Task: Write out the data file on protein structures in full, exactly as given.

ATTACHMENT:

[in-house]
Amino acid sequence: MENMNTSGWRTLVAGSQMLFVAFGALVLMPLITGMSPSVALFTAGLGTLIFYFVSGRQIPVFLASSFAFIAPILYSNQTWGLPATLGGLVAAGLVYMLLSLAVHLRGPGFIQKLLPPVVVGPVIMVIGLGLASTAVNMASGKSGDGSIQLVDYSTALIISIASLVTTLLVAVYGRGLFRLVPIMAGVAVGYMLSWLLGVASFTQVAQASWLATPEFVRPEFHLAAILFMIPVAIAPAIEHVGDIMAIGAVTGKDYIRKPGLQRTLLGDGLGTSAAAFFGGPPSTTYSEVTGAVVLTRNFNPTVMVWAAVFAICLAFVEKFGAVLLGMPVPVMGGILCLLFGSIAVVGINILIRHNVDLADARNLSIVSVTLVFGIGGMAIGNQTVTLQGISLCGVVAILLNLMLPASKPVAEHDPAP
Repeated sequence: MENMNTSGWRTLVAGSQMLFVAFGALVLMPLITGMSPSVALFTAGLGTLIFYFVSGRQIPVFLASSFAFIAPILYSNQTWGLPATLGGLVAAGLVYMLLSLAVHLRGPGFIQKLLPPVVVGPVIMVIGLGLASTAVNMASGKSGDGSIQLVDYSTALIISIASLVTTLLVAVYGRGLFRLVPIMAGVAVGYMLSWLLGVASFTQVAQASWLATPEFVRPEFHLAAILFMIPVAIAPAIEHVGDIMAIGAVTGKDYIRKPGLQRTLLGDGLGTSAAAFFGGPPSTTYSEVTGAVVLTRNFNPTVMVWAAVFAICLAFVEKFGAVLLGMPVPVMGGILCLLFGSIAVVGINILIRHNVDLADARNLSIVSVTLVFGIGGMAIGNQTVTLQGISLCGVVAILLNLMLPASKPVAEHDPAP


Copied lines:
[in-house]
Amino acid sequence: MENMNTSGWRTLVAGSQMLFVAFGALVLMPLITGMSPSVALFTAGLGTLIFYFVSGRQIPVFLASSFAFIAPILYSNQTWGLPATLGGLVAAGLVYMLLSLAVHLRGPGFIQKLLPPVVVGPVIMVIGLGLASTAVNMASGKSGDGSIQLVDYSTALIISIASLVTTLLVAVYGRGLFRLVPIMAGVAVGYMLSWLLGVASFTQVAQASWLATPEFVRPEFHLAAILFMIPVAIAPAIEHVGDIMAIGAVTGKDYIRKPGLQRTLLGDGLGTSAAAFFGGPPSTTYSEVTGAVVLTRNFNPTVMVWAAVFAICLAFVEKFGAVLLGMPVPVMGGILCLLFGSIAVVGINILIRHNVDLADARNLSIVSVTLVFGIGGMAIGNQTVTLQGISLCGVVAILLNLMLPASKPVAEHDPAP
Repeated sequence: MENMNTSGWRTLVAGSQMLFVAFGALVLMPLITGMSPSVALFTAGLGTLIFYFVSGRQIPVFLASSFAFIAPILYSNQTWGLPATLGGLVAAGLVYMLLSLAVHLRGPGFIQKLLPPVVVGPVIMVIGLGLASTAVNMASGKSGDGSIQLVDYSTALIISIASLVTTLLVAVYGRGLFRLVPIMAGVAVGYMLSWLLGVASFTQVAQASWLATPEFVRPEFHLAAILFMIPVAIAPAIEHVGDIMAIGAVTGKDYIRKPGLQRTLLGDGLGTSAAAFFGGPPSTTYSEVTGAVVLTRNFNPTVMVWAAVFAICLAFVEKFGAVLLGMPVPVMGGILCLLFGSIAVVGINILIRHNVDLADARNLSIVSVTLVFGIGGMAIGNQTVTLQGISLCGVVAILLNLMLPASKPVAEHDPAP